A smaller, younger, less experienced American team than in previous years, but one that had teamwork and trust in each other, edged Canada 6-5 in overtime Tuesday to foil the host country's bid to win a record sixth straight title.
John Carlson scored the winner with a wrist shot at 4:21 of overtime. It was the second goal of the game for Carlson, on loan to the U.S. team by his American Hockey League team in Hershey.
Tuesday's final was the first between the two countries since 2004, when the U.S. came from behind to beat Canada in Helsinki, Finland, for the Americans' first gold medal in the tournament.
Canada had won it every year after that until Tuesday.
Chris Kreider, Jordan Schroeder, Jerry D'Amigo
and U.S. captain Derek Stepan also scored for the U.S., who had underachieved in this tournament in recent years with bigger names and more first-round NHL draft picks in the lineup.
The U.S. held a selection camp prior to this tournament for the first time instead of simply naming 22 players to its team.
Canada has held selection camps for decades and the practice seemed to help the U.S. as they played a more cohesive team game in this tournament and pulled the most important win.
Canada never led in the game, but Jordan Eberle of the Regina Pats scored a pair of goals in the final three minutes to tie the game and force a 20-minute overtime.
Luke Adam of the Cape Breton Screaming Eagles and Windsor Spitfires teammates Greg Nemisz and Taylor Hall also scored for Canada in front of a disappointed sellout crowd of 15,171 at Credit Union Centre.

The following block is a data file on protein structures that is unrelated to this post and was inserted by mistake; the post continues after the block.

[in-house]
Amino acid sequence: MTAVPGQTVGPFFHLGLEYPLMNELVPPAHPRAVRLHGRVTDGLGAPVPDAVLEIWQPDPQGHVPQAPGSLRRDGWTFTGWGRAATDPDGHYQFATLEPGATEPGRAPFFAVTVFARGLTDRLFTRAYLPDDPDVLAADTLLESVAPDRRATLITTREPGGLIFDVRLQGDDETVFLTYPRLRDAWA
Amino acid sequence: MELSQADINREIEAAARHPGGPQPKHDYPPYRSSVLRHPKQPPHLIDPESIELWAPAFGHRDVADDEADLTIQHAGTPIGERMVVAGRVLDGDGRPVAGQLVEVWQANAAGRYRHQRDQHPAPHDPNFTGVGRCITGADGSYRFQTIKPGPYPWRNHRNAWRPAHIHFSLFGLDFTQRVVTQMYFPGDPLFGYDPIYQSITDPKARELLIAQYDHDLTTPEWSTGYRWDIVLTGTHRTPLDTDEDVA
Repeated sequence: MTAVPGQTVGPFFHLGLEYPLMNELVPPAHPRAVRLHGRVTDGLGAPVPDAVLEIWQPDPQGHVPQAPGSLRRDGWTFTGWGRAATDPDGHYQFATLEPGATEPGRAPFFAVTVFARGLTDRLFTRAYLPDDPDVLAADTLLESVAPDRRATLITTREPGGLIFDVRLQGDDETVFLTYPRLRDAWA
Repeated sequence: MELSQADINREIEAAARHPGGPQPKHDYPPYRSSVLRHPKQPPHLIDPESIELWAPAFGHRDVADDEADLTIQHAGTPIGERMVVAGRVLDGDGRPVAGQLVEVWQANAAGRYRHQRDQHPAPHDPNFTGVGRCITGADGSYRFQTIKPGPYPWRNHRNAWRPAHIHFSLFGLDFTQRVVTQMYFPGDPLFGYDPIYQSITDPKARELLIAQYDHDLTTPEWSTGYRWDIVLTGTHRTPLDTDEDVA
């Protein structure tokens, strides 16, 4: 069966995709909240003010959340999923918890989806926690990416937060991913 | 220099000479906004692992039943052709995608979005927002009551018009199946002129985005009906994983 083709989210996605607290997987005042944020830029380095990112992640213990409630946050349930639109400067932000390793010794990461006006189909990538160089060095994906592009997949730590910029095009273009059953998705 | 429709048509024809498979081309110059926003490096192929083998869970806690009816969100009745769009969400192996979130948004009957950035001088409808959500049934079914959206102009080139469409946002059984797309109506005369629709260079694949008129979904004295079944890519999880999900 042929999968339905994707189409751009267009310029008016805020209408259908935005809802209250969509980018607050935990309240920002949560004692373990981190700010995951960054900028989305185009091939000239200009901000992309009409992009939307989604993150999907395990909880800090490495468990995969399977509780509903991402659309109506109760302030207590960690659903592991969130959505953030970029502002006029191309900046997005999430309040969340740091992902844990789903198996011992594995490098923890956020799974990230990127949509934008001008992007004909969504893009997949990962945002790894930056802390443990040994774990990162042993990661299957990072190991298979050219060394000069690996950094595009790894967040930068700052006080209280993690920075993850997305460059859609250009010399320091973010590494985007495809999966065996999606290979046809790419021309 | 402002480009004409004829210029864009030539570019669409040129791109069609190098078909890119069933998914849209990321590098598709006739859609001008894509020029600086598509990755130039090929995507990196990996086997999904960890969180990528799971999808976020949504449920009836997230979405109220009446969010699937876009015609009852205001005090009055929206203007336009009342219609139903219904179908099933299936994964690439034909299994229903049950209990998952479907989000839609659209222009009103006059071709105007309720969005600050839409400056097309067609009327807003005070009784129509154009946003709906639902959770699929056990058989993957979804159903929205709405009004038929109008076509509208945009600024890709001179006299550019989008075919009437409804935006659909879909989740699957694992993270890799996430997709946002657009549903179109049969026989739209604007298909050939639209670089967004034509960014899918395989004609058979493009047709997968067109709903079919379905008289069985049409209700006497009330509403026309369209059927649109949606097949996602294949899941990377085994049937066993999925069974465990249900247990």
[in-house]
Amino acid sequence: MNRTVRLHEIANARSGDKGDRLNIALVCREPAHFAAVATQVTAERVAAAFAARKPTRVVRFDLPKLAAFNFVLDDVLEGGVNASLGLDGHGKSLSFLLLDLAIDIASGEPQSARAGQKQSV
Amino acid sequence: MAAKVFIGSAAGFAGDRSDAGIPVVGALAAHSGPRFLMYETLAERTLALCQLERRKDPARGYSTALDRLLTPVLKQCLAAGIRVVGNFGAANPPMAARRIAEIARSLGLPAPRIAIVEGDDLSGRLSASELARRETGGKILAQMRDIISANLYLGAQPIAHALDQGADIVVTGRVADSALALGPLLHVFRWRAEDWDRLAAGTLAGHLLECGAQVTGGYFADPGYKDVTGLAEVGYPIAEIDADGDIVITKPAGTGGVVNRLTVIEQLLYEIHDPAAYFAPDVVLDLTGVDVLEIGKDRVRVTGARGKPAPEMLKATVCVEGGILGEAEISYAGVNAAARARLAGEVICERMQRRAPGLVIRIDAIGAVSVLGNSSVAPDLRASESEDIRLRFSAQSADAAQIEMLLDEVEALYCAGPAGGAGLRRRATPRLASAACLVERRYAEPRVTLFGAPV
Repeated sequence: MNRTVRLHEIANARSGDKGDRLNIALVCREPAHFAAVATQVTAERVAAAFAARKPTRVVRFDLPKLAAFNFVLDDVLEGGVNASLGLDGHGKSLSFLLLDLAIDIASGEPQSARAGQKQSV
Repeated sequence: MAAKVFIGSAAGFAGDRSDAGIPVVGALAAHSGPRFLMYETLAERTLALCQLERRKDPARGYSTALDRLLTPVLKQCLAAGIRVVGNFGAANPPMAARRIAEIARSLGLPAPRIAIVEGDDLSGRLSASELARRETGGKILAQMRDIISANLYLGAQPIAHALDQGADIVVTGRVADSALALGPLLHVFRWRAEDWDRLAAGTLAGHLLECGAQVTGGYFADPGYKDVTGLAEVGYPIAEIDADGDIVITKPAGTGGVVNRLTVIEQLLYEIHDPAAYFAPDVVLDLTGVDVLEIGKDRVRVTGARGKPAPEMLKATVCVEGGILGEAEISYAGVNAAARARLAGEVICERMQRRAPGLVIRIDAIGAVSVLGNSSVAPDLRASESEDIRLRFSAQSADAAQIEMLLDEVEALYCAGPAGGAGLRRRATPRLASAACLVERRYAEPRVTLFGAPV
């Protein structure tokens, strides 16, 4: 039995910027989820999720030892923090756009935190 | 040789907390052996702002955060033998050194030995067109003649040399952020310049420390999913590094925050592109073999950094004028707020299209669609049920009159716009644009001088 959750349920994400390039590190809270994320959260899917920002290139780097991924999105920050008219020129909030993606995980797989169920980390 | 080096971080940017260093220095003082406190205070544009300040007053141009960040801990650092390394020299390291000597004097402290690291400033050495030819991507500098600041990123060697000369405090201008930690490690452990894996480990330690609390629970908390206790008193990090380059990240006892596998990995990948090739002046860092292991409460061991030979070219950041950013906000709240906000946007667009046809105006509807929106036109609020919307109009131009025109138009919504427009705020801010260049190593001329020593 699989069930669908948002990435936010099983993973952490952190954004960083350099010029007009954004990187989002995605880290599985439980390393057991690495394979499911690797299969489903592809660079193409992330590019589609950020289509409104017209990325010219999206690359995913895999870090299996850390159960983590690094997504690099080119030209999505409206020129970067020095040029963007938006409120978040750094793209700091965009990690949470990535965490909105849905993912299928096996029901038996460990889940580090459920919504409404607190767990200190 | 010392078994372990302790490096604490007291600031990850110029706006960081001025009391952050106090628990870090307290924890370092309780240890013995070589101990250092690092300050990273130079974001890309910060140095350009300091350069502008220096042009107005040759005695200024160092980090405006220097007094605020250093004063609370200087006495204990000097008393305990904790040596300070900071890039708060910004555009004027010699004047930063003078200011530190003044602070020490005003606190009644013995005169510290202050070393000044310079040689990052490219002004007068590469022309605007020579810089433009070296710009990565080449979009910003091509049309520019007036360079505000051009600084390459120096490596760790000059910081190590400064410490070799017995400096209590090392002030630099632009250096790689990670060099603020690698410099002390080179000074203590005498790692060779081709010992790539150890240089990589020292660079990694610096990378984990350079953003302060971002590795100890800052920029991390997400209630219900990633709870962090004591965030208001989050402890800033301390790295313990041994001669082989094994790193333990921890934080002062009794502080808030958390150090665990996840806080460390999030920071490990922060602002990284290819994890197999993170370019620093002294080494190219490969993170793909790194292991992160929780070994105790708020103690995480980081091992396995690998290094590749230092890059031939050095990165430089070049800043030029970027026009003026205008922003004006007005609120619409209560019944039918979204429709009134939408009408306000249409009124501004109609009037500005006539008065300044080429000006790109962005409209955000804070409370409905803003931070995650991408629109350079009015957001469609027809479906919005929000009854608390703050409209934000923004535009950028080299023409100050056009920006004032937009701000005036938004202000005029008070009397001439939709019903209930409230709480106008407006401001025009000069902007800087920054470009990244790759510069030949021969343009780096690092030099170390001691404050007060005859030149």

Eberle was largely responsible for keeping Canada's drive for five titles alive in Ottawa last year by scoring with five seconds left in the semifinal against Russia, and again in the shootout.
He scored Canada's first power-play goal of the game at 17:11 and followed it up with another at 18:25.
Canadian goaltender Jake Allen of the Montreal Junior had a rough game. He was pulled after the Americans' fifth goal early in the third for Martin Jones of the Calgary Hitmen. Allen made 23 save on 28 shots, while Martin made eight saves in relief.
U.S. starter Mike Lee didn't fare much better as he was replaced early in the second by Jack Campbell after giving up three goals on seven shots. The 17-year-old stood tall despite his inexperience with 32 saves.
Allen's costly mistake early in the third gave the U.S. at 5-3 lead at 6:23. The puck bobbled out in front of the Canadian goalie as he tried to glove it. Stepan caught Canada's defence flat footed and raced in to bang the puck in.
D'Amigo put the U.S. ahead for the third time in the game at 4:12. He finished a rush with a wrist shot that beat Allen high stick side.